Revisiting India hockey's record-breaking run at the 1956 Olympics on its diamond jubilee
India's biggest win at the Melbourne Cricket Ground came in Hockey at the 1956 Summer Olympics.
India’s Rio campaign ended the same way it started – in heartbreak. After over a couple of weeks of action at the 31st edition of the Olympic Games, India came back with just 2 medals – a silver in badminton and a bronze in wrestling. The two medalists, PV Sindhu and Sakshi Malik, have etched their names in the history books. But, where does their medal-winning effort rank in the greatest achievements in Indian Olympics history?
From Leander Paes’ bronze in 1996 to Abhinav Bindra’s gold medal in 2008, there have been plenty of joys for India at the Olympics in individual sports. Although team events haven’t fetched us a medal since 1980, it is the Indian men’s hockey team that, in my opinion, brought India her greatest achievement in sporting history.
Winning a medal at the Olympics and etching their name in the history books is what every sportsperson aspires to do when they are growing up. Creating records on the way serves as icing on the cake. However, going through the history pages reminds us of one special performance which has stood the test of time. In 1956, exactly 60 years ago, the Indian men's hockey team created an unassailable record, which still stands strong.
RECORD: Winning the Olympic gold medal without conceding a single goal
On the diamond jubilee of the record, let's take a glimpse of one of the most iconic team performances in the history of, not just Indian but, world sport. The Indian men's hockey team were gunning for their third successful gold medal after independence from British rule. Having taken the top spot at the 1948 and the 1952 Games, the team arrived in Melbourne as firm favourites. They not only completed the hat-trick of gold medals of independent India (6th successive overall) but also set a benchmark for future teams.
The team, led by India's flag bearer at the Games, Balbir Singh Sr., and coached by Sardar Harbail Singh were rampant en route to the gold medal, smashing 38 goals while conceding ZERO in 5 matches – an enviable record that is yet to be broken (or even matched, for that matter).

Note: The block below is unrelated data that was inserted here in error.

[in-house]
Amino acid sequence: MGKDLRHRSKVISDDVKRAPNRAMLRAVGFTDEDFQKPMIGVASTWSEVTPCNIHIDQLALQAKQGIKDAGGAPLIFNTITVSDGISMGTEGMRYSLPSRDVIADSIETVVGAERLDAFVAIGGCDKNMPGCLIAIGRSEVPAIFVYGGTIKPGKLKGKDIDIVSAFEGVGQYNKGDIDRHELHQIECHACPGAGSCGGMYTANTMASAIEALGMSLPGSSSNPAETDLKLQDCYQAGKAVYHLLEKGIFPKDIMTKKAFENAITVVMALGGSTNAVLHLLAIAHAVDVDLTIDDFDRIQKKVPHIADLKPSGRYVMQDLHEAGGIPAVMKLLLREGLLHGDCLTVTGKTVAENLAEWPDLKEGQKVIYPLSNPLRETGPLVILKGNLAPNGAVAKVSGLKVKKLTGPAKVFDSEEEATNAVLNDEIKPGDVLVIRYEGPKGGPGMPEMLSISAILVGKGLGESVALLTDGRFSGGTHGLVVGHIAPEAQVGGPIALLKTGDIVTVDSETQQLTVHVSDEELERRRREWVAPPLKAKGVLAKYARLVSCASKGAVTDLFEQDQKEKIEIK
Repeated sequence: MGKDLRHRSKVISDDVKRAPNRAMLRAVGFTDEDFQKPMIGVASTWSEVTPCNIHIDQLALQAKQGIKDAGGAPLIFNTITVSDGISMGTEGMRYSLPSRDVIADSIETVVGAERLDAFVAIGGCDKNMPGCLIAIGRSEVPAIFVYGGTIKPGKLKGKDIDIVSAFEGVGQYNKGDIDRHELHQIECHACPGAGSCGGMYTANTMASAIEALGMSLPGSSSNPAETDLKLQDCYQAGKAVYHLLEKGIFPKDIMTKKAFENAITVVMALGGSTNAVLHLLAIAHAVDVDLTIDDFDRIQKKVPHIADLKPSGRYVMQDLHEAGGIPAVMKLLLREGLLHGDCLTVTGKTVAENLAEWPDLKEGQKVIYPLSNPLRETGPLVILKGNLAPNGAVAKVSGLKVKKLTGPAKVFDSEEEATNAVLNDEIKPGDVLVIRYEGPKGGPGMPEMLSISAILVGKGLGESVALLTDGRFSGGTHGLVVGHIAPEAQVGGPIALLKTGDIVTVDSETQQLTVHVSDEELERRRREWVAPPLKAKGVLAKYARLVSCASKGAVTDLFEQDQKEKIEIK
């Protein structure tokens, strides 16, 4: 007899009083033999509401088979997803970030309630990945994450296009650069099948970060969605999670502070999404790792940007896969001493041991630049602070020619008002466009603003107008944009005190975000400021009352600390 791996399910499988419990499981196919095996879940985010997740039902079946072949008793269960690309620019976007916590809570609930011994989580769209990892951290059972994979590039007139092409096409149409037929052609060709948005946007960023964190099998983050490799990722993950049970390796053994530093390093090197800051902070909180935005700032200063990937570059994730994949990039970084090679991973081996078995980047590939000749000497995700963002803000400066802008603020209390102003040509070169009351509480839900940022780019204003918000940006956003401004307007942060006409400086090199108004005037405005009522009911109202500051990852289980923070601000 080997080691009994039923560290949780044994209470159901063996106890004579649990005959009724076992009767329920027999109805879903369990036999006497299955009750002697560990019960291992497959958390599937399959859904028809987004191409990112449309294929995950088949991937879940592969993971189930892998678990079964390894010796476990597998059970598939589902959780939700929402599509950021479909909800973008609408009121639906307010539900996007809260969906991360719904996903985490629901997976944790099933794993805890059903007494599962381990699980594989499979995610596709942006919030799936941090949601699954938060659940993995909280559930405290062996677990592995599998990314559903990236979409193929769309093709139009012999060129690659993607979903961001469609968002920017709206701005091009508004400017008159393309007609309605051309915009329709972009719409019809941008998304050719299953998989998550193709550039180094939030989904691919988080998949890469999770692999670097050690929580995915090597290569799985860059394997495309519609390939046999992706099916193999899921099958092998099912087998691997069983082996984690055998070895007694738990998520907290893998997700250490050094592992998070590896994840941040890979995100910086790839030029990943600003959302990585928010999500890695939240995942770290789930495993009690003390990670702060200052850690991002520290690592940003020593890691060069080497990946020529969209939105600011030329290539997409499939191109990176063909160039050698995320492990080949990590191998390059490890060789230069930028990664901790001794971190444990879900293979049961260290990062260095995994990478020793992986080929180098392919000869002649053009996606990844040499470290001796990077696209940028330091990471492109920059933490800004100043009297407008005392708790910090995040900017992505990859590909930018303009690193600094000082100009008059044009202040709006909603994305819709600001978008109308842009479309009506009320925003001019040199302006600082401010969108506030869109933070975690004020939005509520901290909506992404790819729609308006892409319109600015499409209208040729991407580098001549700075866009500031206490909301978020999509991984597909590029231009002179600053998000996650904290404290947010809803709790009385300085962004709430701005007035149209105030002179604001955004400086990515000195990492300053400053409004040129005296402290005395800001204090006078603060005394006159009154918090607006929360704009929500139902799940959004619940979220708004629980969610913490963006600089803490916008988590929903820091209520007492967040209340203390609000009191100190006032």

India's 6th consecutive gold medal in men's hockey at the Olympics, however, didn't come without its share of struggles. The team's captain Balbir Singh Sr. had suffered a fracture in his favoured right hand during the tournament, but the then 2-time Olympic gold medallist set an example by playing through the pain barrier and in the process, notched up his 3rd gold and India's only medal at the 1956 Olympics at the iconic Melbourne Cricket Ground (MCG).
'Attack wins you matches, but defence wins you titles.'
No other quote could sum up the performance of the Indian team better. India advanced to the semi-finals in style, romping home to 6-0, 14-0 and 16-0 wins over Singapore, Afghanistan and the United States of America, respectively, in the group stage. With their goal-scoring machine in the form of captain Balbir Sr. Playing through injury, it was their defence that came to the fore. The coveted gold would have been out of India's hands if the team's defence didn't stand up in narrow 1-0 wins over Germany and Pakistan in the semis and finals.
Nothing can get better than beating your arch rivals in the final to win the top spot while creating an insurmountable record. And India did just that after Randhir Singh Gentle scored the only goal of the final in the 38th minute against Pakistan. This win gains more significance as it was the first-ever meeting between the two arch-rivals at the Olympics. These two teams would contest in the finals of the next two Olympics as well with Pakistan winning the 1960 edition and India regaining their title back in 1964 in Tokyo.
The 1956 Olympics was also part of the historic 30-match winning run by India from 1928 to 1960. This winning streak is the longest ever in the history of the sport at the Olympics and no words can overstate the importance of the 1956 Olympics campaign to this particular record.
On the diamond jubilee of possibly the most enviable record in Olympics history by a team, let's take a moment to remember the legends – the members of the Indian men's hockey team at the 1956 Olympics in Melbourne, Australia:
- Leslie Claudius
- Ranganathan Francis
- Haripal Kaushik
- Amir Kumar
- Raghbir Lal
- Shankar Lakshman
- Govind Perumal
- Amit Singh Bakshi
- Raghbir Singh Bhola
- Balbir Singh Sr. (C)
- Hardyal Singh Garchey
- Randhir Singh Gentle
- Balkishan Singh Grewal
- Gurdev Singh Kullar
- Udham Singh Kullar
- Bakshish Singh
- Charles Stephen
Coach: Sardar Harbail Singh
Manager: Air Commander O.P. Mehra
Take a bow, gentlemen! We, the people of India, salute you!